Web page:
Rosiglitazone-Associated Fractures in Type 2 Diabetes

Steven E. Kahn, MB, CHB; Bernard Zinman, MD; John M. Lachin, SCD; Steven M. Haffner, MD; William H. Herman, MD; Rury R. Holman, MD; Barbara G. Kravitz, MS; Dahong Yu, PHD; Mark A. Heise, PHD; R. Paul Aftring, MD, PHD; Giancarlo Viberti, MD

Disclosures

Diabetes Care. 2008;31(5):845-851. 

In This Article

Abstract and Introduction

Objective: The purpose of this study was to examine possible factors associated with the increased risk of fractures observed with rosiglitazone in A Diabetes Outcome Progression Trial (ADOPT).
Research Design and Methods: Data from the 1,840 women and 2,511 men randomly assigned in ADOPT to rosiglitazone, metformin, or glyburide for a median of 4.0 years were examined with respect to time to first fracture, rates of occurrence, and sites of fractures.
Results: In men, fracture rates did not differ between treatment groups. In women, at least one fracture was reported with rosiglitazone in 60 patients (9.3% of patients, 2.74 per 100 patient-years), metformin in 30 patients (5.1%, 1.54 per 100 patient-years), and glyburide in 21 patients (3.5%, 1.29 per 100 patient-years). The cumulative incidence (95% CI) of fractures in women at 5 years was 15.1% (11.2-19.1) with rosiglitazone, 7.3% (4.4-10.1) with metformin, and 7.7% (3.7-11.7) with glyburide, representing hazard ratios (95% CI) of 1.81 (1.17-2.80) and 2.13 (1.30-3.51) for rosiglitazone compared with metformin and glyburide, respectively. The increase in fractures with rosiglitazone occurred in pre- and postmenopausal women, and fractures were seen predominantly in the lower and upper limbs. No particular risk factor underlying the increased fractures in female patients who received rosiglitazone therapy was identified.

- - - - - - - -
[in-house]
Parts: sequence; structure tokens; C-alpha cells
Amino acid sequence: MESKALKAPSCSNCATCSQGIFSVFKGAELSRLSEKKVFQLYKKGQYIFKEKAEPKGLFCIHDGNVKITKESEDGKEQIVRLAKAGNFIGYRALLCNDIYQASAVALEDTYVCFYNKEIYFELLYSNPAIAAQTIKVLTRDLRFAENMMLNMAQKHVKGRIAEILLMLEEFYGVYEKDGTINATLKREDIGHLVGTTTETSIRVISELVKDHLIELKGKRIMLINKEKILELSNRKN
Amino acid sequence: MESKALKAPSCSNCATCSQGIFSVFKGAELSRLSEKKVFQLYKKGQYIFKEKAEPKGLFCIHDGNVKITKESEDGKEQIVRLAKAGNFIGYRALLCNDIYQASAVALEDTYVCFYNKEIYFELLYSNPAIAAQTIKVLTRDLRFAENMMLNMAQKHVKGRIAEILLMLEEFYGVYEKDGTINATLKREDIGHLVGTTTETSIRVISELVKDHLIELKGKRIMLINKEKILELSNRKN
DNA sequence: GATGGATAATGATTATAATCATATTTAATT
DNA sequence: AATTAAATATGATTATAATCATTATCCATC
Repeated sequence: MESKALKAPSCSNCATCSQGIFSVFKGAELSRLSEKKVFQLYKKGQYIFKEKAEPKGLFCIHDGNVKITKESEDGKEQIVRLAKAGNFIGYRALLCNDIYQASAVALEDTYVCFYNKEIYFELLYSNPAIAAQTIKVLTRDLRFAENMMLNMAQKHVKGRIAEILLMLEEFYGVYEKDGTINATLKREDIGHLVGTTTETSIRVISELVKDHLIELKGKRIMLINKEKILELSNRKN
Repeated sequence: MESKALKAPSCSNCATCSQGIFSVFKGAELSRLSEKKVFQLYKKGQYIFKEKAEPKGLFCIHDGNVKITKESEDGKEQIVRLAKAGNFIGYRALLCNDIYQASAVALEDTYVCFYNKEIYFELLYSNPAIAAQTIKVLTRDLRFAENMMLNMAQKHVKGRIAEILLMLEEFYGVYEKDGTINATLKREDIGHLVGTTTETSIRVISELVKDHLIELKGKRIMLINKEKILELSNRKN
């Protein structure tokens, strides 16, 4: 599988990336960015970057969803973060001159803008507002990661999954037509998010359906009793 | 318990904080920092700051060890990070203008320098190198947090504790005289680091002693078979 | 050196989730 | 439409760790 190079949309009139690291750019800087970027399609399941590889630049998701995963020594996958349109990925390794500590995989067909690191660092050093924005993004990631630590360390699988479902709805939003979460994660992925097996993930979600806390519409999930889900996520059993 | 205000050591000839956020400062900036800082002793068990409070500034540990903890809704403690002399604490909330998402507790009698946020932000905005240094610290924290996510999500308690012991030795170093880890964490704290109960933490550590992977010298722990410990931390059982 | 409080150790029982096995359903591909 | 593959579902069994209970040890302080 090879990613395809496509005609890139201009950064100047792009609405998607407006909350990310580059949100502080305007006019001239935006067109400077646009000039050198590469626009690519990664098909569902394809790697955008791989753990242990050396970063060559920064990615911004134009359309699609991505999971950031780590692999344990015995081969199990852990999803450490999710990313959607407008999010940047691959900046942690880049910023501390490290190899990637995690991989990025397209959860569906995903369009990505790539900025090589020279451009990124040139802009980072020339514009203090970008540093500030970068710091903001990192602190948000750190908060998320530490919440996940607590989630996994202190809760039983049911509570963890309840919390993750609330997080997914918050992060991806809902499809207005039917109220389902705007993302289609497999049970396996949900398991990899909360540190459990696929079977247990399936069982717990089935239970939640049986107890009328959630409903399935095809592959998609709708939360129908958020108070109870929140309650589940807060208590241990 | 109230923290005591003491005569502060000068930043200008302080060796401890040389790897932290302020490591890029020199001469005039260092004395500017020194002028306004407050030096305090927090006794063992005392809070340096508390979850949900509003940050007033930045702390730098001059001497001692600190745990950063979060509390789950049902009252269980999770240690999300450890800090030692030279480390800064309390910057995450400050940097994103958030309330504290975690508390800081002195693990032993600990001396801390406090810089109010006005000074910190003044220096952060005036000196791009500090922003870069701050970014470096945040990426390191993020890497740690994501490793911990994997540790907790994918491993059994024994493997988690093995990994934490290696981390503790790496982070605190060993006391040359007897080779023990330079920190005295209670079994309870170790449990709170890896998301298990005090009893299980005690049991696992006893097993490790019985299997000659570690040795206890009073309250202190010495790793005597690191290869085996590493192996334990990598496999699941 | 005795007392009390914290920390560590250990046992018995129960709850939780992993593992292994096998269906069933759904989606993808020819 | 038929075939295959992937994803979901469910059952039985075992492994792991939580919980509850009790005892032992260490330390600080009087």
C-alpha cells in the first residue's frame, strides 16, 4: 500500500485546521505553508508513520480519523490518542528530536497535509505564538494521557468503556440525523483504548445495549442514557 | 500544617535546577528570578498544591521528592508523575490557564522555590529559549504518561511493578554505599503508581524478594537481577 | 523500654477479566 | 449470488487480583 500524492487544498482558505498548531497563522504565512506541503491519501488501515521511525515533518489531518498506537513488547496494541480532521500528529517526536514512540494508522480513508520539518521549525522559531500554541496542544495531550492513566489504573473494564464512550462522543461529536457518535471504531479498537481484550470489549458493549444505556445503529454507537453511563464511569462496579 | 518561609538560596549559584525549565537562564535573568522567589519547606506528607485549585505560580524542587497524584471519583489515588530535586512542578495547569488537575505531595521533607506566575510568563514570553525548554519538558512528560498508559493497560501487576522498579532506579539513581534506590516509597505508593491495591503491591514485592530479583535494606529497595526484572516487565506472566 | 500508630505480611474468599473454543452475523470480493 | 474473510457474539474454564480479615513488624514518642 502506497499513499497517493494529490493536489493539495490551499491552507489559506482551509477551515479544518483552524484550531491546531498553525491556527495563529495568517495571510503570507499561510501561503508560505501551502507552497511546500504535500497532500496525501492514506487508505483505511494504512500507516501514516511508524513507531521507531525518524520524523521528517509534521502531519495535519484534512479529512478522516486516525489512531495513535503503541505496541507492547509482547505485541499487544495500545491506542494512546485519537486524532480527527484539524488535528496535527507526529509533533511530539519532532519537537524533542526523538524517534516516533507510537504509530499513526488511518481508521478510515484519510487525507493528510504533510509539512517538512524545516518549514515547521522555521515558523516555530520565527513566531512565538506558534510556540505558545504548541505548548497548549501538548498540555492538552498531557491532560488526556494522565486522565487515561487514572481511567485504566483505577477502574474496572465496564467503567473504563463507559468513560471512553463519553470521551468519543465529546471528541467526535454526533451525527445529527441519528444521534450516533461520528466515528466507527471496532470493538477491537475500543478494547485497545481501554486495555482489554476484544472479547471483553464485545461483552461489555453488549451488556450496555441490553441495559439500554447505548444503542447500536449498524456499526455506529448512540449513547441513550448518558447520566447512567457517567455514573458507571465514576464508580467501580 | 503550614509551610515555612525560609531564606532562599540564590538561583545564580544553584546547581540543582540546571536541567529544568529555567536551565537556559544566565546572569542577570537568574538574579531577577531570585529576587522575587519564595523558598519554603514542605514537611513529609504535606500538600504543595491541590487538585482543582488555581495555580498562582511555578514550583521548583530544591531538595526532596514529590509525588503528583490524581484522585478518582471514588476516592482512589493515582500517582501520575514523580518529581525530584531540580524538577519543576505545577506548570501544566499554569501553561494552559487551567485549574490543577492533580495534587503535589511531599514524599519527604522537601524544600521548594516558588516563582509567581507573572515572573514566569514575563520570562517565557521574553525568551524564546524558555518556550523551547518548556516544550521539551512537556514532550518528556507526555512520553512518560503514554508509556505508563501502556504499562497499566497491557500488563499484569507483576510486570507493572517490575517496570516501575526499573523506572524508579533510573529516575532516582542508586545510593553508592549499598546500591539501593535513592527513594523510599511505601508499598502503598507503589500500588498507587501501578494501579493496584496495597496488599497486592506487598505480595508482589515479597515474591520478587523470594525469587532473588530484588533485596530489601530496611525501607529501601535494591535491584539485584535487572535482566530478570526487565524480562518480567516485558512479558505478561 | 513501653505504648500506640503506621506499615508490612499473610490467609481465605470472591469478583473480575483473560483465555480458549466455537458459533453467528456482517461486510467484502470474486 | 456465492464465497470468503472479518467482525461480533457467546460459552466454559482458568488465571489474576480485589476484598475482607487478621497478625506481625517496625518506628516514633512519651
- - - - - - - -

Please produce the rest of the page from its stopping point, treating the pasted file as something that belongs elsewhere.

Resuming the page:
Conclusions: Further investigation into the risk factors and underlying pathophysiology for the increased fracture rate in women taking rosiglitazone is required to relate them to preclinical data and better understand the clinical implications of and possible interventions for these findings.

Type 2 diabetes is associated with an increased risk of fractures, with the risk increasing with longer duration of disease.[1,2] These fractures affect predominantly the hip, arm, and foot[1,2,3,4,5] and occur despite the fact that bone mineral density is either normal or even increased in patients with type 2 diabetes compared with those who are not hyperglycemic.[5,6,7] Although the reason for this increased risk is unclear, it has been postulated that in older patients some of the risk may be related to disability and falls.[8] In the context of specific diabetes therapy, a recent report from the Health, Aging and Body Composition Study—an observational study—noted that older women with type 2 diabetes who were taking thiazolidinediones experienced increased bone loss compared with control subjects, whereas no differences were seen in men.[9] However, a recent retrospective study suggested a greater loss of bone mineral density in men taking rosiglitazone.[10]

A Diabetes Outcome Progression Trial (ADOPT) was a randomized, controlled clinical trial comparing the effect of the thiazolidinedione rosiglitazone, the biguanide metformin, and the sulfonylurea glyburide on glucose control in drug-naive patients recently diagnosed (<3 years) with type 2 diabetes.[11] In the study it was shown that treatment with rosiglitazone produced more durable glycemic control than metformin or glyburide as measured by fasting glucose and A1C. This effect resulted from a greater preservation of β-cell function with rosiglitazone. After unblinding and completion of the prespecified statistical analysis plan, a review of adverse events of special interest uncovered an increase in the number of fractures in women taking rosiglitazone; a brief description of the finding was added as a postscript to the primary manuscript then in press.[11] In women we observed an increased occurrence of bone fractures in the upper and lower limbs, but an increase in hip or vertebral fractures was not noted. An increased fracture risk was subsequently reported in women receiving pioglitazone,[12] the other thiazolidinedione currently in clinical use. We now report in greater detail the ADOPT findings related to fractures.

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